Thursday, July 1, 2010

How to Prevent Bone Density Loss and Osteoporosis

More than 350,000 hip fractures a year occur in the U.S., according to statistics from the American Academy of Orthopaedic Surgeons. By 2050 it is estimated the number will rise to 650,000 a year.

Of the 350,000 hip fractures a year, 24% of the patients over 50 will die within a year. 50% will be unable to walk without assistance, and 25% will require long-term nursing care. The current cost of caring for one patient with a hip fracture per year is $26,912; for all hip fracture patients the cost is about $17 billion a year.

This expenditure is more than enough incentive to examine what causes hip fracture and how to prevent it, as sooner rather than later, all who are in their forties and fifties will have to deal with problems associated with bone density loss, which for most people begins at about age 35.

Bone density loss or osteoporosis is caused by a decrease in the function of the bone making cells called osteoblasts, or a change in parathyroid activity from a decrease in the body's calcium absorption, due to less sun exposure, decrease vitamin D synthesis, or insufficient vitamin D intake.

Other causes of bone density loss include excessive smoking, excessive alcohol, early onset of menopause, physical inactivity, and prolong use of certain medications. Relating to medication, you may want to consult your doctor before using corticosteroids, or steroid for arthritis.

The loss of bone density leads to the thinning of bone tissue, decreasing bone strength, and fragile bones. If left untreated, the bones of the affected person will become so fragile it is likely that he or she may have multiple bone fractures severe enough to make them unable to stand or walk. Early treatment is important to replace absorbed old bone with the formation of new bone.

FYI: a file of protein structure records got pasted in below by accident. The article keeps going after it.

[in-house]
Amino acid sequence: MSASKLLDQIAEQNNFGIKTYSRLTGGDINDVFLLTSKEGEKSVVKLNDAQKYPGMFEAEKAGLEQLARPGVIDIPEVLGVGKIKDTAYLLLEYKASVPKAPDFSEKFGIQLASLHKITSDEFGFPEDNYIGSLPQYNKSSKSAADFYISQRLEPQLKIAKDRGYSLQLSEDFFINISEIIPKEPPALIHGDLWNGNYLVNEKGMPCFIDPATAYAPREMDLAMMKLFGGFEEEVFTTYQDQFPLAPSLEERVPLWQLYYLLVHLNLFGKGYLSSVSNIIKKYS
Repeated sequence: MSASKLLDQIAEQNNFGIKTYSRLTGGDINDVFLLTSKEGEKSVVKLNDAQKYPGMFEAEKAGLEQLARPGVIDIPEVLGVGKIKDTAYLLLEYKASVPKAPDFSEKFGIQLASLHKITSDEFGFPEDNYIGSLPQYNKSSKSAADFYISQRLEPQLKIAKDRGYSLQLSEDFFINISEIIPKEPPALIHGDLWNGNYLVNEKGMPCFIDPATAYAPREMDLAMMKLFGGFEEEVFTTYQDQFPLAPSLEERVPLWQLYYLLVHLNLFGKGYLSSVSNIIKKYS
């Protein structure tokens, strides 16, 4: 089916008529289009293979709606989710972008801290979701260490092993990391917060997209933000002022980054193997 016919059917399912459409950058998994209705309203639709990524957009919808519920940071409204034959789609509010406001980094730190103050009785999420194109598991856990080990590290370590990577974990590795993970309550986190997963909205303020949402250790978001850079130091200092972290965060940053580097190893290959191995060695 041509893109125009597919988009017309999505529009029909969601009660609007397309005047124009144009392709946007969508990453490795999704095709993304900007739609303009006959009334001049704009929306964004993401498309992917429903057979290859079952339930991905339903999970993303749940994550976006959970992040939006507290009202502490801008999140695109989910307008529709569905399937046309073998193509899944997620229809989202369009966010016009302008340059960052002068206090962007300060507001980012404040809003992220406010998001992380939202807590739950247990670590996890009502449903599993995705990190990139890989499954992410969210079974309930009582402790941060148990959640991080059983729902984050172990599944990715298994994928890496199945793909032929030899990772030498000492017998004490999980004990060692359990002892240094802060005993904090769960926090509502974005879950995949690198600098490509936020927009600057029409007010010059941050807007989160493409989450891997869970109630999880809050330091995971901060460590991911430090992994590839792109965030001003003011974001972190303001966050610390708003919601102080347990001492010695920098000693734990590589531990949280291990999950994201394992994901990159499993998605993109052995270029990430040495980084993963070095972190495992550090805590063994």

On the formation of bones three cell types are involed. Osteoblasts are cells that build the bone matrix and helps in mineralizing the bone into the second cell type called osteocytes. The third bone cells are called osteoclasts. They absorb bone, and as a result release calcium into the blood.

You may be wondering why do we need osteoclasts whose only function is to degrade bones. Osteoclasts are important in regulating the calcium level in the blood. Calcium provides electrical energy to the nervous system, the muscular system and to the skeletal system. Without calcium all chemical reactions in the body will stop.

When the blood calcium level is low, the parathyroids make parathyroid hormones (PTH) that instruct the osteoclasts to absorb bone for calcium release into the blood. When calcium level is high, the osteoclasts stop absorbing bone until the need to do so arises again. Without the osteoclasts human behavior and movement would be erratic.

Because of the activities of the parathyroids, it is crucial that bones that are absorbed are replaced. Under normal conditions, bones that are absorbed by osteoclasts are replaced at the same rate of formation of new bones by the osteoblasts. When the rate of new bone formation falls below absorption rate, then osteoporosis occurs.

Maintaining a healthy blood calcium level is the key to preventing osteoporosis. Daily, but moderate consumption of calcium-rich foods such as salmon, tofu, sardines, beans, peas, broccoli and low fat dairy products will maintain the calcium level in your blood, and minimize the absorption of bones by parathyroid hormones to maintain your blood calcium level.

Your body also needs vitamin D to enable it absorb calcium. In addition to getting at least 15-20 minutes daily exposure to the sun, eat foods rich in vitamin D such as mackerel, salmon, tuna, eggs, and cod liver oil. Where calcium and vitamin D deficiencies persists, consult your doctor for advise on safe and effective bone supplements.

Physical exercise including weight bearing exercise, walking, jogging, aerobics, swimming and cycling also help to increase bone density. For immobile persons, standing or sitting on a vibrating device that subject the bones to mild vibrations have helped to increase bone density. However, before starting any physical exercise first consult your doctor.

Your bones allow you to stand, walk, hold a cup in your hand without it falling, and do all the other productive and fun things that make up your day. Eating a balanced diet, and doing regular physical exercise will ensure that you maintain the density and strength of your bones, and prevent osteoporosis well into your seventies.

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